Posted by Andy on September 19, 2017 at 15:15:18 user Andy.
In Reply to: The next generation posted by MarkD on September 19, 2017 at 07:08:16:
I'm 54, and demolished The Twelve from an early age, re-reading them many times during my childhood. The books, however, never clicked with my brother or sister: I'm not sure why.
I was lucky enough to grow up not far from the Lakes and - luckier still - learned to sail while at school. Subsequently I did a pile of dinghy sailing during my twenties and thirties, but had to stop and sell up (I just had no time) when my two boys were very young: they, as a result, have had no experience in small boats.
Without any pressure I'd hoped, perhaps through some form of psycho-osmosis :) that they'd pick up the Ransomes at a young age, but they didn't, and I didn't want to push it. They've camped (and loved it), they've heard my sailing yarns often enough, and they're clearly aware of my groaning shelves of regularly-read Ransome-related literature - so I have a plan: my last chance to quietly enthuse them!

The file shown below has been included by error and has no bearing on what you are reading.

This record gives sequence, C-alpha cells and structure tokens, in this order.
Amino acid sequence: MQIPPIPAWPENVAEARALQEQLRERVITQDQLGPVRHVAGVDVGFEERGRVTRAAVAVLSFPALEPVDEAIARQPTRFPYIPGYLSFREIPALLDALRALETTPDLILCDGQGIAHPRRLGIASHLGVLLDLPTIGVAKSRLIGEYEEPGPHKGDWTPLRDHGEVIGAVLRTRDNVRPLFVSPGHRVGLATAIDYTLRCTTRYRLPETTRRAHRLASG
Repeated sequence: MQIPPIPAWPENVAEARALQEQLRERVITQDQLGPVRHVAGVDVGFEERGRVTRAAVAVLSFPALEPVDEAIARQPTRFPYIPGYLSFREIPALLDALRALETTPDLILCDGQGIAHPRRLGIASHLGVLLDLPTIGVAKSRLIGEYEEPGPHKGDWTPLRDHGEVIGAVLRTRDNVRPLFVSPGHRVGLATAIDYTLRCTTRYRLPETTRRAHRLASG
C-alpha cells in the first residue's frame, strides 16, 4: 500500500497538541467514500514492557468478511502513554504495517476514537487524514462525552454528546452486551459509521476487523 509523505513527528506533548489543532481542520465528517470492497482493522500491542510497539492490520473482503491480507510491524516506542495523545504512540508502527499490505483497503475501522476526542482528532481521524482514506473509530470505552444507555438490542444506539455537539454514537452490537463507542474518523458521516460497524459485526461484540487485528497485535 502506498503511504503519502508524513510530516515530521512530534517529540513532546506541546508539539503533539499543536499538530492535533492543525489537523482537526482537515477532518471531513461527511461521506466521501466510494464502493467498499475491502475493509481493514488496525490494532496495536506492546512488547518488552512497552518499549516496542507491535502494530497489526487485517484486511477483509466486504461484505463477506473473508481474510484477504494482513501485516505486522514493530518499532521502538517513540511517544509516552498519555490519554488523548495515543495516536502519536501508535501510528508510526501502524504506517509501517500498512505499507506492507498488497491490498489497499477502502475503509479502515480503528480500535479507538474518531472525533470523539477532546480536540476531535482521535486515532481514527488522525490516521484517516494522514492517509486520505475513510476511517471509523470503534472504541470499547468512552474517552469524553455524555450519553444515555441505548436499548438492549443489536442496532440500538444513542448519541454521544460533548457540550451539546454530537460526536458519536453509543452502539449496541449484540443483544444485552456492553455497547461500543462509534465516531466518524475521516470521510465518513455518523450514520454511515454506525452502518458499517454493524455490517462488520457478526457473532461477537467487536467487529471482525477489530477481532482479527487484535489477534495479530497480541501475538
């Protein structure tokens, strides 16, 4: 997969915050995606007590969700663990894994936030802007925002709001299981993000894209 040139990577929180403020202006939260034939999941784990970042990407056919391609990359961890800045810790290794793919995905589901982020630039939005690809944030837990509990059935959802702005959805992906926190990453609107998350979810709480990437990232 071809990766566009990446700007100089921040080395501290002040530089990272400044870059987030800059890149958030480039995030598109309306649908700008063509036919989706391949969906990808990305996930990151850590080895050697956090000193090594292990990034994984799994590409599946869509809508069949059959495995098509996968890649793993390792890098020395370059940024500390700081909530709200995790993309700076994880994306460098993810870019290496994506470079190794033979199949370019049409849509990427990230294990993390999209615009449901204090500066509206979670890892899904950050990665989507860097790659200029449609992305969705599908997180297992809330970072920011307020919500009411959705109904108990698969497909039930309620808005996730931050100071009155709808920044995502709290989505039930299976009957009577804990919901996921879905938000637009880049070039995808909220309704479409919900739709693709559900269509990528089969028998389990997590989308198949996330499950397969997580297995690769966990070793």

Next year is Dad-Gets-The-Wayfarer-Year, and following some Scottish Loch sailing to weed out any dufferishness (we live in the Central Belt) my plan is for a week's camping and sailing in the Lakes. I'm certain they'll amuse me, the old 'un, with traipsing around the Ransome landscape and maybe - just maybe - get bitten by the outdoors and what it has to offer. My secret weapon in this is my stepdaughter's son, 'then aged seven'. He and I have talked long and hard about things, and we've both decided a future of piracy and skullduggery on the high seas is really all we want out of life. Now, if there's a chance my boys as young adults can see the world through their nephew's eyes (and I think it's a good chance, stuck in a couple of tents together) all is not lost!
Mark, with regards to your post, the only practical advice I can give is this: I took my eldest son camping when he was just twelve weeks old. In Belgium. We survived. A few years later, camping on one of the coldest, wettest nights I've ever witnessed, and concerned that the kids (then about eight and four) would a/ hate it, or b/ drown in the tent, both boys said they loved every minute and 'when can we come again?'
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